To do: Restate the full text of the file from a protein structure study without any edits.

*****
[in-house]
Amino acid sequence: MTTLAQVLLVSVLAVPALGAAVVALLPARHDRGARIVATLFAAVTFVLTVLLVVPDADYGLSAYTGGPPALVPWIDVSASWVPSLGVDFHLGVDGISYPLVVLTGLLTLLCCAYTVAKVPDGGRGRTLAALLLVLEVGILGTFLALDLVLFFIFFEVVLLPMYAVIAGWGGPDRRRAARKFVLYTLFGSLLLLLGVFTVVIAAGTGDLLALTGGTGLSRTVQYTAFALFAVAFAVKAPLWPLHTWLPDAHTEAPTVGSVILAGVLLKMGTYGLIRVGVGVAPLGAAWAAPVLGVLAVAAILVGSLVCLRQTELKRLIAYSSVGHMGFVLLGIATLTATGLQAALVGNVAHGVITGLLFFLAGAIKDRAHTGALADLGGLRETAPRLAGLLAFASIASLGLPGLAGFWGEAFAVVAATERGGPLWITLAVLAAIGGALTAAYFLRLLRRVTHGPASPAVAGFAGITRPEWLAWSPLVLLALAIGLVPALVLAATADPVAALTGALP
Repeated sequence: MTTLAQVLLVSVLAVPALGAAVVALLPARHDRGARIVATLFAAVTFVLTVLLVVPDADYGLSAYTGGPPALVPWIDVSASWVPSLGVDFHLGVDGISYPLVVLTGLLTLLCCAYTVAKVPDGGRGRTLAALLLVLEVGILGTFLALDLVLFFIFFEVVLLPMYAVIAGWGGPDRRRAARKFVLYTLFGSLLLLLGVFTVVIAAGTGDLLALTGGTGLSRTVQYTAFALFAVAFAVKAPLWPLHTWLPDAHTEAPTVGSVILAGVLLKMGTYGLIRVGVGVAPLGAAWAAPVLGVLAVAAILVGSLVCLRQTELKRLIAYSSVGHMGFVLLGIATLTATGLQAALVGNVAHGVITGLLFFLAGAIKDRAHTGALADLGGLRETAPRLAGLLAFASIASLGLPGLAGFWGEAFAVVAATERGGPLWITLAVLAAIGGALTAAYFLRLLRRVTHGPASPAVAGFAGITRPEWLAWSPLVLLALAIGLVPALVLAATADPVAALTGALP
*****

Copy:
[in-house]
Amino acid sequence: MTTLAQVLLVSVLAVPALGAAVVALLPARHDRGARIVATLFAAVTFVLTVLLVVPDADYGLSAYTGGPPALVPWIDVSASWVPSLGVDFHLGVDGISYPLVVLTGLLTLLCCAYTVAKVPDGGRGRTLAALLLVLEVGILGTFLALDLVLFFIFFEVVLLPMYAVIAGWGGPDRRRAARKFVLYTLFGSLLLLLGVFTVVIAAGTGDLLALTGGTGLSRTVQYTAFALFAVAFAVKAPLWPLHTWLPDAHTEAPTVGSVILAGVLLKMGTYGLIRVGVGVAPLGAAWAAPVLGVLAVAAILVGSLVCLRQTELKRLIAYSSVGHMGFVLLGIATLTATGLQAALVGNVAHGVITGLLFFLAGAIKDRAHTGALADLGGLRETAPRLAGLLAFASIASLGLPGLAGFWGEAFAVVAATERGGPLWITLAVLAAIGGALTAAYFLRLLRRVTHGPASPAVAGFAGITRPEWLAWSPLVLLALAIGLVPALVLAATADPVAALTGALP
Repeated sequence: MTTLAQVLLVSVLAVPALGAAVVALLPARHDRGARIVATLFAAVTFVLTVLLVVPDADYGLSAYTGGPPALVPWIDVSASWVPSLGVDFHLGVDGISYPLVVLTGLLTLLCCAYTVAKVPDGGRGRTLAALLLVLEVGILGTFLALDLVLFFIFFEVVLLPMYAVIAGWGGPDRRRAARKFVLYTLFGSLLLLLGVFTVVIAAGTGDLLALTGGTGLSRTVQYTAFALFAVAFAVKAPLWPLHTWLPDAHTEAPTVGSVILAGVLLKMGTYGLIRVGVGVAPLGAAWAAPVLGVLAVAAILVGSLVCLRQTELKRLIAYSSVGHMGFVLLGIATLTATGLQAALVGNVAHGVITGLLFFLAGAIKDRAHTGALADLGGLRETAPRLAGLLAFASIASLGLPGLAGFWGEAFAVVAATERGGPLWITLAVLAAIGGALTAAYFLRLLRRVTHGPASPAVAGFAGITRPEWLAWSPLVLLALAIGLVPALVLAATADPVAALTGALP